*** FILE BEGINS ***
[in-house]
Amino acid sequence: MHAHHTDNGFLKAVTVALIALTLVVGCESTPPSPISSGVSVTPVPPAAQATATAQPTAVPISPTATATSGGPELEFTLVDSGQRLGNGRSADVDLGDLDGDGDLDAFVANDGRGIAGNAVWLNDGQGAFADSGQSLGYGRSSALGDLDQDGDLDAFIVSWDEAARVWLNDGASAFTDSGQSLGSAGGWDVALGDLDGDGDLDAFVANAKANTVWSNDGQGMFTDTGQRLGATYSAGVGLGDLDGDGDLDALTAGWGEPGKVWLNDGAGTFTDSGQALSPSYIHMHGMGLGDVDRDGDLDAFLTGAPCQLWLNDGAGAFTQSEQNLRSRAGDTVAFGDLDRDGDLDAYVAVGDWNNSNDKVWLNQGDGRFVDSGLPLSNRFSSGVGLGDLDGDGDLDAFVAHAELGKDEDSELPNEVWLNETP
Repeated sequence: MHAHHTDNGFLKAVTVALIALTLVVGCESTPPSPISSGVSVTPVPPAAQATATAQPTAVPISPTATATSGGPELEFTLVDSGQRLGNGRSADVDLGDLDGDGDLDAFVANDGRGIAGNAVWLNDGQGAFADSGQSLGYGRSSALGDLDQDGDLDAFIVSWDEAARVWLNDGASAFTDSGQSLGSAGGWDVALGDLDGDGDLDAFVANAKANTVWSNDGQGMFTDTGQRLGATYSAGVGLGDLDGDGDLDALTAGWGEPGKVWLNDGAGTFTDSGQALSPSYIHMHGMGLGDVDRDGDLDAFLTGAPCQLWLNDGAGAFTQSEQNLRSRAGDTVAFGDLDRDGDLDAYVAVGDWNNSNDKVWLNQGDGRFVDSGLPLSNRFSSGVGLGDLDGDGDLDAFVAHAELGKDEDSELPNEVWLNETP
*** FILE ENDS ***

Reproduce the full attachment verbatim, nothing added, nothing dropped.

[in-house]
Amino acid sequence: MHAHHTDNGFLKAVTVALIALTLVVGCESTPPSPISSGVSVTPVPPAAQATATAQPTAVPISPTATATSGGPELEFTLVDSGQRLGNGRSADVDLGDLDGDGDLDAFVANDGRGIAGNAVWLNDGQGAFADSGQSLGYGRSSALGDLDQDGDLDAFIVSWDEAARVWLNDGASAFTDSGQSLGSAGGWDVALGDLDGDGDLDAFVANAKANTVWSNDGQGMFTDTGQRLGATYSAGVGLGDLDGDGDLDALTAGWGEPGKVWLNDGAGTFTDSGQALSPSYIHMHGMGLGDVDRDGDLDAFLTGAPCQLWLNDGAGAFTQSEQNLRSRAGDTVAFGDLDRDGDLDAYVAVGDWNNSNDKVWLNQGDGRFVDSGLPLSNRFSSGVGLGDLDGDGDLDAFVAHAELGKDEDSELPNEVWLNETP
Repeated sequence: MHAHHTDNGFLKAVTVALIALTLVVGCESTPPSPISSGVSVTPVPPAAQATATAQPTAVPISPTATATSGGPELEFTLVDSGQRLGNGRSADVDLGDLDGDGDLDAFVANDGRGIAGNAVWLNDGQGAFADSGQSLGYGRSSALGDLDQDGDLDAFIVSWDEAARVWLNDGASAFTDSGQSLGSAGGWDVALGDLDGDGDLDAFVANAKANTVWSNDGQGMFTDTGQRLGATYSAGVGLGDLDGDGDLDALTAGWGEPGKVWLNDGAGTFTDSGQALSPSYIHMHGMGLGDVDRDGDLDAFLTGAPCQLWLNDGAGAFTQSEQNLRSRAGDTVAFGDLDRDGDLDAYVAVGDWNNSNDKVWLNQGDGRFVDSGLPLSNRFSSGVGLGDLDGDGDLDAFVAHAELGKDEDSELPNEVWLNETP